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A cásus about a cásus I bróðorlufu: Here bygynneth the Book of the Tales of Caunterbury

Whan that Aprill, with his shoures soote

The droghte of March hath perced to the roote

And bathed every veyne in swich licour,

Of which vertu engendred is the flour;

Whan Zephirus eek with his sweete breeth

Inspired hath in every holt and heeth

The tendre croppes, and the yonge sonne

Hath in the Ram his halfe cours yronne,

And smale foweles maken melodye,

That slepen al the nyght with open eye-

(So priketh hem Nature in hir corages);

Thanne longen folk to goon on pilgrimages

And palmeres for to seken straunge strondes

To ferne halwes, kowthe in sondry londes;

And specially from every shires ende

Of Engelond, to Caunterbury they wende,

The hooly blisful martir for to seke

That hem hath holpen, whan that they were seeke.





My thought:

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Davis Schneiderman is a multimedia artist and writer and the author or editor of eight print and audio works, including the novels Drain, Abecedarium, and Blank; the co-edited collections Retaking the Universe: William S. Burroughs in the Age of Globalization and The Exquisite Corpse: Chance and Collaboration in Surrealism’s Parlor Game; as well as the audio-collage Memorials to Future Catastrophes. His first short story collection, there is no appropriate #emoji—with collaborations from Lance Olsen, Cris Mazza, Kelly Haramis, Stacy Levine, Tim Guthrie, Andi Olsen, and Megan Milks—will be released in Fall 2019.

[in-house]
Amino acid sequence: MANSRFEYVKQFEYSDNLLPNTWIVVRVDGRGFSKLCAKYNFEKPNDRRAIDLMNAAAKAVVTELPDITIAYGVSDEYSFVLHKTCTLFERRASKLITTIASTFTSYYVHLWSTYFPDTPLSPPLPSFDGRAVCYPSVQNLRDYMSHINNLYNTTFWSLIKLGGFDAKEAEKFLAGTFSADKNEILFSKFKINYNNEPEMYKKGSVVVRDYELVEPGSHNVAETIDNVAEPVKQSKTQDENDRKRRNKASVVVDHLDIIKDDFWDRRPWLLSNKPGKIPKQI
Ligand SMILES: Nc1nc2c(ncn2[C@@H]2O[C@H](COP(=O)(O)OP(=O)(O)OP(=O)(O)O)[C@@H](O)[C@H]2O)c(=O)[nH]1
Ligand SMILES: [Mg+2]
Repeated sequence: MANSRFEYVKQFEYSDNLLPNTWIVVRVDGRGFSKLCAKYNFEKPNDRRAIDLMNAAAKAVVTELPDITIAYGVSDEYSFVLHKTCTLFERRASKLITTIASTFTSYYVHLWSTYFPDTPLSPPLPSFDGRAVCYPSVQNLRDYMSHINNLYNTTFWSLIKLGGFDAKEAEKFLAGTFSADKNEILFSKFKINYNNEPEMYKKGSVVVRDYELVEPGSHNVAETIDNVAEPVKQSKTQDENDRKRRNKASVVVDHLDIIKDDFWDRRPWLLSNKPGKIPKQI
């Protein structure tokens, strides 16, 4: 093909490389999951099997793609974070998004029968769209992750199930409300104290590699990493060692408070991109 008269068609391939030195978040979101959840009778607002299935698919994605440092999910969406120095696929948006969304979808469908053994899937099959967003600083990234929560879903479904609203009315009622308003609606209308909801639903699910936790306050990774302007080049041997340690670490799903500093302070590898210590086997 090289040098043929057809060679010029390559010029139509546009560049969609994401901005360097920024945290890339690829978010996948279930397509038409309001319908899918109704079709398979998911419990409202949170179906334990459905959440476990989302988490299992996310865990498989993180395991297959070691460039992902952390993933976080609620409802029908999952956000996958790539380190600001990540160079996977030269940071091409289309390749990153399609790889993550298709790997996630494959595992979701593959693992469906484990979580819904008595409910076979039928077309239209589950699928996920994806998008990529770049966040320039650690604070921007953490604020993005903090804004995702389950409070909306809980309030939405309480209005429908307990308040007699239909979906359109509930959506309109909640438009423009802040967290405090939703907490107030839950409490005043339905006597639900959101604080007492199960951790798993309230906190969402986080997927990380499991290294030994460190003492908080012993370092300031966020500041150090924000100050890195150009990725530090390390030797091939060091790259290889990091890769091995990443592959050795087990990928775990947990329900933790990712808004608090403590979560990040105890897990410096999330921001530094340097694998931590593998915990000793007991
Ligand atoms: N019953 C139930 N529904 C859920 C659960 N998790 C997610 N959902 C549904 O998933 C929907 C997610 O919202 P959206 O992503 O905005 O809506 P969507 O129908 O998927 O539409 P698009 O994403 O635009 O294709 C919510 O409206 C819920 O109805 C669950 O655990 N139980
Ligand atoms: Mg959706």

His work has also appeared in numerous publications, including Fiction International, The Chicago Tribune, The Iowa Review, and TriQuarterly.

He is Krebs Provost and Dean of the Faculty at Lake Forest College.

8 thoughts on “A cásus about a cásus I bróðorlufu: Here bygynneth the Book of the Tales of Caunterbury

  1. This is my favorite sentence post yet. I love reading Canterbury out loud. And now I like reading your O1s aloud, too. Nice.

  2. Nice.

    For those needing a translation of Schneiderman’s (binary numeral system) response:
    “This opening to Chaucer’s Canterbury Tales is inimitable.”

    1. Is there a binary numeral translation thingie anywhere online? I’m curious abt the binary citations in Lidia Yuknavitch’s “Citations of a Heretic.” (Which I read last night and thought was totally fucking fantastic).

        1. I’m not sure they’re “real.” I thought they might actually in some way refer to the texts she uses in pastiche form, but I think the codes are too short… I typed a couple into the translator and just got symbols like the $ sign, a random box, or else nothing at all. …I would like to identify some of the texts she recontextualizes… I recognized Kafka and one other that seemed really familiar but I couldn’t put my finger on — felt like maybe Sade or Bataille or somebody of that ilk.

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